Editorial: New becomes old: Technological leaps part of our historyMost of us get so caught up with instant forms of communication, from emailing to texting, that we forget how far we’ve come. Until they malfunction or the battery runs low, we take our cell and smart phones for granted.
Most of us get so caught up with instant forms of communication, from emailing to texting, that we forget how far we’ve come. Until they malfunction or the battery runs low, we take our cell and smart phones for granted.
Yet back in the day — after World War II — local communications also took a giant leap. We can chuckle now at how primitive it seems, but the leap was every bit as significant as today’s highly touted 4G mobile phone networks.
And just like with the latest computing functions, there was a steep learning curve to overcome. Here’s how the post-WW II communications leap was depicted in “Kinnickinnic Country: River Falls in the Forties and Fifties”:
One day at the end of November 1948, Alderman Ray Henneman picked up the telephone in the office of Mayor John Bartosh, dialed a number, and “a moment later, the bell in the new and modern dial telephone in the Journal office emitted a cheery ring and Editor C.E. Chubb was present to answer this history-making telephone call.”
The dial system had come to town. To prepare for the change, efforts were made to educate the public, helping them drop the old system which involved taking the receiver off the hook, speaking to the operator to tell her the number they were calling, and waiting while she made the connection.
Art Wilmot, the Wisconsin Telephone Company’s local manager, planned movie showings before local groups to explain the new system. Chubb noted one of the changes that River Falls folks would have to get used to:
With the switchover will vanish old-fashioned telephone service we have enjoyed for many years. For instance, now if you are expecting a long-distance telephone call and you do not plan on being home or in your office, you can call central and say: “I’ll be at such and such a place when the call comes through. Call me there.” That will be out under the new system. You will have to take the call at your number.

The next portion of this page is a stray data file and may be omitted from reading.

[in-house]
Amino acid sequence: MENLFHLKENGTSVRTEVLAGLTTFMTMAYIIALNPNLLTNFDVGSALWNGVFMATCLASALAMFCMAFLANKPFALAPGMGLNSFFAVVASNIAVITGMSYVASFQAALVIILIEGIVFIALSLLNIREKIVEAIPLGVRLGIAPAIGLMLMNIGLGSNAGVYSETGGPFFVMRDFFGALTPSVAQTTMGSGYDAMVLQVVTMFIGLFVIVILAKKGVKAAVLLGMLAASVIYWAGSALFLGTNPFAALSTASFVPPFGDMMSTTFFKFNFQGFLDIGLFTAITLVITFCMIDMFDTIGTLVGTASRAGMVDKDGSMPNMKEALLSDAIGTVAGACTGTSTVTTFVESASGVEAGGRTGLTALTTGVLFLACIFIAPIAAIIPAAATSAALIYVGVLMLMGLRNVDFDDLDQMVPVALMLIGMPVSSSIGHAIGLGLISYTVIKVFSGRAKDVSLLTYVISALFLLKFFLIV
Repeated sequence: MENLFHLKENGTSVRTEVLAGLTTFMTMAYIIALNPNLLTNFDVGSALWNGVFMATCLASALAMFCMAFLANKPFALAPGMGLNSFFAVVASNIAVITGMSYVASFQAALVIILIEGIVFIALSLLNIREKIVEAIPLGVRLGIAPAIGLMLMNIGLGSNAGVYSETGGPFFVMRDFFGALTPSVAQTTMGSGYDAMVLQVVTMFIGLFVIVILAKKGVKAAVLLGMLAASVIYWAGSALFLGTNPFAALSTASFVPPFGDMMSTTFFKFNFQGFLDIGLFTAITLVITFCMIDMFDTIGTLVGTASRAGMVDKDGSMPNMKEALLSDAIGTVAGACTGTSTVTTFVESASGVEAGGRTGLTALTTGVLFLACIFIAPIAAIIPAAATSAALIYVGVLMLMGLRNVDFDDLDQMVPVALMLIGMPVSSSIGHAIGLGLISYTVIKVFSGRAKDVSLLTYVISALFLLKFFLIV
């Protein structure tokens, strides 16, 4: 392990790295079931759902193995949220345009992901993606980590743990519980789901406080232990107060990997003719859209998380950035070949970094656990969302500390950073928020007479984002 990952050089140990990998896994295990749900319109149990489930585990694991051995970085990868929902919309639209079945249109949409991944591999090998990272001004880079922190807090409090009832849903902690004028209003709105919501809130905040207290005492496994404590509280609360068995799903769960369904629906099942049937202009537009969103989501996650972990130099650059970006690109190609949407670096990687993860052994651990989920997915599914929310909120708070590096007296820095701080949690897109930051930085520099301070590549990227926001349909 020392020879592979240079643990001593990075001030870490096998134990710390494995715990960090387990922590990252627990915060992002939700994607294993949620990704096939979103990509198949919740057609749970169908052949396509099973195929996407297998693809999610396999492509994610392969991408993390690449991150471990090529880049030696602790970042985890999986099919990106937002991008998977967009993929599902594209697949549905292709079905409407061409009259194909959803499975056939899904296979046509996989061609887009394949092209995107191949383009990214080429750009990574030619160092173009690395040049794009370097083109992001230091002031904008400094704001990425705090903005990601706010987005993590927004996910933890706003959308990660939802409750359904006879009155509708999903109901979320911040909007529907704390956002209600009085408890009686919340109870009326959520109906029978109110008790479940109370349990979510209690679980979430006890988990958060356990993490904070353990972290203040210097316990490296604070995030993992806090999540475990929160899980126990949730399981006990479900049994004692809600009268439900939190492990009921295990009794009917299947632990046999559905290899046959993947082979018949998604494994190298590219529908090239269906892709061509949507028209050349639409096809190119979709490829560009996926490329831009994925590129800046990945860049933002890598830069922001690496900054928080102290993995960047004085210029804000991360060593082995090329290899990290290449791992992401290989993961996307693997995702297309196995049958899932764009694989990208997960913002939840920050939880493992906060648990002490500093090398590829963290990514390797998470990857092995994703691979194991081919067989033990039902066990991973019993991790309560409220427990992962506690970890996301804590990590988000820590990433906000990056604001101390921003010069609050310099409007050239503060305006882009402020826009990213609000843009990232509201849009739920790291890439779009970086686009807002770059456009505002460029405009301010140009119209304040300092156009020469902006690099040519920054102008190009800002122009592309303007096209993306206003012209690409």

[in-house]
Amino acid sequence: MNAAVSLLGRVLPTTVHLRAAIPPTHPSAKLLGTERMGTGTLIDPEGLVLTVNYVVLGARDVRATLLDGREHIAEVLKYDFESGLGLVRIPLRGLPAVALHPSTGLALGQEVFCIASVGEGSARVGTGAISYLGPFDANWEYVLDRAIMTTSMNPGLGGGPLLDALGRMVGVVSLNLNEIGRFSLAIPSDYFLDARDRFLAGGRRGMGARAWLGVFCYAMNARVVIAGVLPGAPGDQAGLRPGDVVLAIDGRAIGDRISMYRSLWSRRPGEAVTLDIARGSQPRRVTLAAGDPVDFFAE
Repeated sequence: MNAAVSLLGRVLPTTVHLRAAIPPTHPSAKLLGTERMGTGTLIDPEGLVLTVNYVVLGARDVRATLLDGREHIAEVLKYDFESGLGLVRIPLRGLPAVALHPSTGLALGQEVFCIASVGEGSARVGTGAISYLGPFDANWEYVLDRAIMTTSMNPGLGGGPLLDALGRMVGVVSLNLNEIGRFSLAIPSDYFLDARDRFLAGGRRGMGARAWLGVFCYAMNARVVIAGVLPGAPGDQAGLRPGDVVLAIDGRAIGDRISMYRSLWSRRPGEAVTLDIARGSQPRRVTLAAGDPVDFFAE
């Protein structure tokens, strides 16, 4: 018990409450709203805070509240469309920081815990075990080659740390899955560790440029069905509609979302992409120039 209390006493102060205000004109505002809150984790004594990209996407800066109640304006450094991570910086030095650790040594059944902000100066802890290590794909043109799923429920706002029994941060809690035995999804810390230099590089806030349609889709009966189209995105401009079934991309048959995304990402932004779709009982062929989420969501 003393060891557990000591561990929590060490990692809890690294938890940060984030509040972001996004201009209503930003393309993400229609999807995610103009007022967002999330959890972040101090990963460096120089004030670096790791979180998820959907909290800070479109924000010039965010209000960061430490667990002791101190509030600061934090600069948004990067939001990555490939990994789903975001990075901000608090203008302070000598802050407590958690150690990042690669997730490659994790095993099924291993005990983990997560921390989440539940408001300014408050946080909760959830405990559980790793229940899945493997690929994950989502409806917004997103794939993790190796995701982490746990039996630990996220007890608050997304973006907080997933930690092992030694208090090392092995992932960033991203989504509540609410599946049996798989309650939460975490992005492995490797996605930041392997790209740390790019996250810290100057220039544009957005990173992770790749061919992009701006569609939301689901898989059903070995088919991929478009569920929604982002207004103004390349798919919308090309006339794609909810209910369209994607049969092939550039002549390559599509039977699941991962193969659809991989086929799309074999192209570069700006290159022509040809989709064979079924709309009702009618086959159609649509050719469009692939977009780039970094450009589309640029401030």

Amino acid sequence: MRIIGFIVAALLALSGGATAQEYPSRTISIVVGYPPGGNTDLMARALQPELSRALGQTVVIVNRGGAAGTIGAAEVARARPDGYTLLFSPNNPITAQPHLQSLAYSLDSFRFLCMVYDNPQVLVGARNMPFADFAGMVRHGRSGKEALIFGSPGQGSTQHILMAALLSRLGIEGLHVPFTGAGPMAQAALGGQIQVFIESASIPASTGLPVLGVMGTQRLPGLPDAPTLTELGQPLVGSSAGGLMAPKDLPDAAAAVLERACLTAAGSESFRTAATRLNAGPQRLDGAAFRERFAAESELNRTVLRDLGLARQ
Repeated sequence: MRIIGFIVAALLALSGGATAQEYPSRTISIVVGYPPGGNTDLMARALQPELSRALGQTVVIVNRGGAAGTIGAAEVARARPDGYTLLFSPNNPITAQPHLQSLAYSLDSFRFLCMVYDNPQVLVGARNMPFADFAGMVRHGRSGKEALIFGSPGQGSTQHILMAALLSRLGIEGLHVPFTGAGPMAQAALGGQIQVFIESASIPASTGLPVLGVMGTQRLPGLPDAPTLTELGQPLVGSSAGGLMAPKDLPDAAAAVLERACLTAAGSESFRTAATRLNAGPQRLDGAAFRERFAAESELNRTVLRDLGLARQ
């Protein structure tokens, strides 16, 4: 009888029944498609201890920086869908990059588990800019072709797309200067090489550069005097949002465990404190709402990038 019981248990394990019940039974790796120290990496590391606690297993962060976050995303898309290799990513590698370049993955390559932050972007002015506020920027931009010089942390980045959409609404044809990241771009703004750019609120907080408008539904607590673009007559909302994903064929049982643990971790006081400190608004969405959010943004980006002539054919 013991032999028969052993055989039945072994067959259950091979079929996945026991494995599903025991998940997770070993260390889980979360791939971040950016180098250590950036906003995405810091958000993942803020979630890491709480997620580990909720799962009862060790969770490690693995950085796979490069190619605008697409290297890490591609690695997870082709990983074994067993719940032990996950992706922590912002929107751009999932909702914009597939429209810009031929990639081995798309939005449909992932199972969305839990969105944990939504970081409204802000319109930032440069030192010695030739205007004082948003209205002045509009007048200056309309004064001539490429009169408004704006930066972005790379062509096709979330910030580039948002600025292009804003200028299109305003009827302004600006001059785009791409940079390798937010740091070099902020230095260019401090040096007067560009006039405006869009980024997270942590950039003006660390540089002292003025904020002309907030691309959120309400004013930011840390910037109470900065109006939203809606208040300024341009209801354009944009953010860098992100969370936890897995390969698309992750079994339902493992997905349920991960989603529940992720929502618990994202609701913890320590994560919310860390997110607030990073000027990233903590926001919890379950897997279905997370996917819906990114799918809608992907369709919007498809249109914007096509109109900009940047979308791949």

Replacing the old system of three digits per subscriber, the new phone book gave each family a four-digit number. The directions given in a Journal ad specified what to do in dialing the example of 2801:
Place the telephone receiver to your ear and LISTEN FOR THE DIAL TONE – a steady humming sound.
With the receiver off, place your finger in the opening through which the numeral 2 appears and turn the dial until the finger strikes the fingerstop…
In the same manner dial the numerals 8, 0, and 1.
When you have dialed, you will hear either the ‘ringing signal,’ a burring sound, or the ‘busy signal,’ a steady buzz-buzz sound.
The Journal pointed out, however, that it would not be a totally machine existence under the dial system: “If you wish information on the new dial system, you can dial the operator, and the ‘Voice With A Smile’ will answer.”
Dial phones may have been unwelcome to some because they meant less personal contact with an operator, but telephone usage increased…
Published in 2010, “Kinnickinnic Country” can either be checked out from the public library or bought there. Freeman Drug on Main Street also sells copies, as does former Mayor Don “DR” Richards, who assisted Mark Wyman in writing the book. DR says anyone is welcome to call him — on his cell phone — at 715-441-2397 if they want to buy a copy from him.
Like the introduction of the new dial-tone phone system, “Kinnickinnic Country” is filled with delightful reminisces of what the River Falls community was like and how it grew and changed. It’s not hard to relate to the apprehensions that people back then felt — as they still do today — by the pace and scope of change.
The Journal’s online poll question this week is: Has your view changed on gay marriage? So far there’s been a huge response. Early results show:
--UNCHANGED, have always supported the marriage idea for all, 43.5%
--NO, it’s morally wrong, period, and I still oppose it, 40.9%
--YES, I’ve come around to accept the idea as being just and fair, 11.7%
--UNDECIDED, I’m conflicted and influenced by arguments on both sides, 3.9%
Add your voice by going to www.riverfallsjournal.comGo to www.riverfallsjournal.com and cast your vote.